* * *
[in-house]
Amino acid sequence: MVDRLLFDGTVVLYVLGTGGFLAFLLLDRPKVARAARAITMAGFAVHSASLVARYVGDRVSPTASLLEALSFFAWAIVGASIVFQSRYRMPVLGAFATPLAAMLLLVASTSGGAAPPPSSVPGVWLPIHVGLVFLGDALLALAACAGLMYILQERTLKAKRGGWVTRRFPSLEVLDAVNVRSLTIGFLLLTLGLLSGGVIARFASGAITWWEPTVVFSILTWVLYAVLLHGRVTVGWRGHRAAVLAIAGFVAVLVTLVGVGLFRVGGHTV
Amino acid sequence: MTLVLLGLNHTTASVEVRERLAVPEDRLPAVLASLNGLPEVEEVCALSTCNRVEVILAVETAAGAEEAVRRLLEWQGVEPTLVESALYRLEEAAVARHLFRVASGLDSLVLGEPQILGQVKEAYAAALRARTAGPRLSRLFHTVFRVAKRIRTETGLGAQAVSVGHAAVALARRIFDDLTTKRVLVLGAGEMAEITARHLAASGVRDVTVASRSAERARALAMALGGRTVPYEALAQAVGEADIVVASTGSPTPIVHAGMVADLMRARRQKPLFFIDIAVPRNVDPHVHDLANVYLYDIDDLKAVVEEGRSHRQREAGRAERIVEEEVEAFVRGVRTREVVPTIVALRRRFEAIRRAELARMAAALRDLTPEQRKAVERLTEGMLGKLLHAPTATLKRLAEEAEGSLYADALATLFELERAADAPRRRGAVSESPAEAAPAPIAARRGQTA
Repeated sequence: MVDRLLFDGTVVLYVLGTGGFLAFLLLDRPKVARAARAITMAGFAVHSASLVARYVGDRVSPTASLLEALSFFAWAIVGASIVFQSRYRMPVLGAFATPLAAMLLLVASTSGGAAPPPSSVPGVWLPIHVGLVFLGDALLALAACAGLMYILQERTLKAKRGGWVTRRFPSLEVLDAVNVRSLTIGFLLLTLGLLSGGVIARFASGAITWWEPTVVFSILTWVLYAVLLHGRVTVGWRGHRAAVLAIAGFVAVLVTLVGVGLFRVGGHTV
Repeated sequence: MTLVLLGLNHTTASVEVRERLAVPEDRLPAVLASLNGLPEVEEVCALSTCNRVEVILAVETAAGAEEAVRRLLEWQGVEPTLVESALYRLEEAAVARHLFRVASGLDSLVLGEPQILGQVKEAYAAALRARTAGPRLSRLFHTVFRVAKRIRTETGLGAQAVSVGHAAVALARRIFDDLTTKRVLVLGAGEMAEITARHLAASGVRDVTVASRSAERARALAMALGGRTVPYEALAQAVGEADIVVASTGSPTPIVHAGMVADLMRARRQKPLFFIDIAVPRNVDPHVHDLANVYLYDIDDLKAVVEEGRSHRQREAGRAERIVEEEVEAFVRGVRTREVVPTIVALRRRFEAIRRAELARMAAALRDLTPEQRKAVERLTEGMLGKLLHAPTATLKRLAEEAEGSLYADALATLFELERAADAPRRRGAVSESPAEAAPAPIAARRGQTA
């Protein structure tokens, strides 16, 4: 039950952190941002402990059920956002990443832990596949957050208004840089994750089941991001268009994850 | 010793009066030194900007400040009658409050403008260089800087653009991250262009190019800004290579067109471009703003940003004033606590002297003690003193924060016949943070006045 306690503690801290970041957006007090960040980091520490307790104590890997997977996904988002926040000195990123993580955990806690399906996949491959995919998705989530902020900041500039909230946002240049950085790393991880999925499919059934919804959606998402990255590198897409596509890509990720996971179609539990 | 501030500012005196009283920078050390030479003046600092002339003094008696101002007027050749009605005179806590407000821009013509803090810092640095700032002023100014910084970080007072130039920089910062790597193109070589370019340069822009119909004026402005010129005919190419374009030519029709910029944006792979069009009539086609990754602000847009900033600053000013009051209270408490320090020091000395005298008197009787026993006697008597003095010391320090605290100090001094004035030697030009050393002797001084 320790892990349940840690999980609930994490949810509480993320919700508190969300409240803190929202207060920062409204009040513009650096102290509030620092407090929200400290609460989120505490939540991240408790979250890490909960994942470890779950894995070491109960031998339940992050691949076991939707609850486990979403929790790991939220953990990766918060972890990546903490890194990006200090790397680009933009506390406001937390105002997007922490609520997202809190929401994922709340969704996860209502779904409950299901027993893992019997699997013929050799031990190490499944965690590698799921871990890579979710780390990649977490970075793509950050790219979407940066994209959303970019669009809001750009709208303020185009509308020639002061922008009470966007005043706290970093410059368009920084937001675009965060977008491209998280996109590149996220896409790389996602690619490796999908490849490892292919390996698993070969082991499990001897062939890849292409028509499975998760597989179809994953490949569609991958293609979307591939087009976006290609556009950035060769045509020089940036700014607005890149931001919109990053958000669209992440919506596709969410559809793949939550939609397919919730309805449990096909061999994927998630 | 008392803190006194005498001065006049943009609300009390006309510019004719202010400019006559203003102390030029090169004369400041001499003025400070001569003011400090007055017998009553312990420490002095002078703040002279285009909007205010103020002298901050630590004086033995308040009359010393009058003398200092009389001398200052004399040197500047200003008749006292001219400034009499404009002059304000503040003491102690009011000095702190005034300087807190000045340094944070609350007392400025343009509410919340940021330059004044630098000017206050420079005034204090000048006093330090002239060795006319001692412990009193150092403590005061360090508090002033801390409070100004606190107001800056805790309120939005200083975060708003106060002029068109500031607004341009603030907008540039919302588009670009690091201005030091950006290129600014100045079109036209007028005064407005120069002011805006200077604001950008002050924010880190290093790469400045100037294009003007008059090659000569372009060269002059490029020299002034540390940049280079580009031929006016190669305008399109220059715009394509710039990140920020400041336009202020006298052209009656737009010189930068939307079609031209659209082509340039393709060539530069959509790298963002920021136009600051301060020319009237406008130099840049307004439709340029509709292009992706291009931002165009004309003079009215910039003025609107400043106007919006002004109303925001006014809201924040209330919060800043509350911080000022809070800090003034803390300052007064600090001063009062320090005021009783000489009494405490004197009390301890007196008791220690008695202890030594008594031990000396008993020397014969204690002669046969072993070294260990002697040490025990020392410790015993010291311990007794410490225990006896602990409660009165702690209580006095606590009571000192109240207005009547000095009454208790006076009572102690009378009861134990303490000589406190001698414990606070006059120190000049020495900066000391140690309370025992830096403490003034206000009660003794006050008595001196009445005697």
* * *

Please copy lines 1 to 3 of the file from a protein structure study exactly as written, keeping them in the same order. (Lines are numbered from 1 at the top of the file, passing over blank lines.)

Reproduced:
[in-house]
Amino acid sequence: MVDRLLFDGTVVLYVLGTGGFLAFLLLDRPKVARAARAITMAGFAVHSASLVARYVGDRVSPTASLLEALSFFAWAIVGASIVFQSRYRMPVLGAFATPLAAMLLLVASTSGGAAPPPSSVPGVWLPIHVGLVFLGDALLALAACAGLMYILQERTLKAKRGGWVTRRFPSLEVLDAVNVRSLTIGFLLLTLGLLSGGVIARFASGAITWWEPTVVFSILTWVLYAVLLHGRVTVGWRGHRAAVLAIAGFVAVLVTLVGVGLFRVGGHTV
Amino acid sequence: MTLVLLGLNHTTASVEVRERLAVPEDRLPAVLASLNGLPEVEEVCALSTCNRVEVILAVETAAGAEEAVRRLLEWQGVEPTLVESALYRLEEAAVARHLFRVASGLDSLVLGEPQILGQVKEAYAAALRARTAGPRLSRLFHTVFRVAKRIRTETGLGAQAVSVGHAAVALARRIFDDLTTKRVLVLGAGEMAEITARHLAASGVRDVTVASRSAERARALAMALGGRTVPYEALAQAVGEADIVVASTGSPTPIVHAGMVADLMRARRQKPLFFIDIAVPRNVDPHVHDLANVYLYDIDDLKAVVEEGRSHRQREAGRAERIVEEEVEAFVRGVRTREVVPTIVALRRRFEAIRRAELARMAAALRDLTPEQRKAVERLTEGMLGKLLHAPTATLKRLAEEAEGSLYADALATLFELERAADAPRRRGAVSESPAEAAPAPIAARRGQTA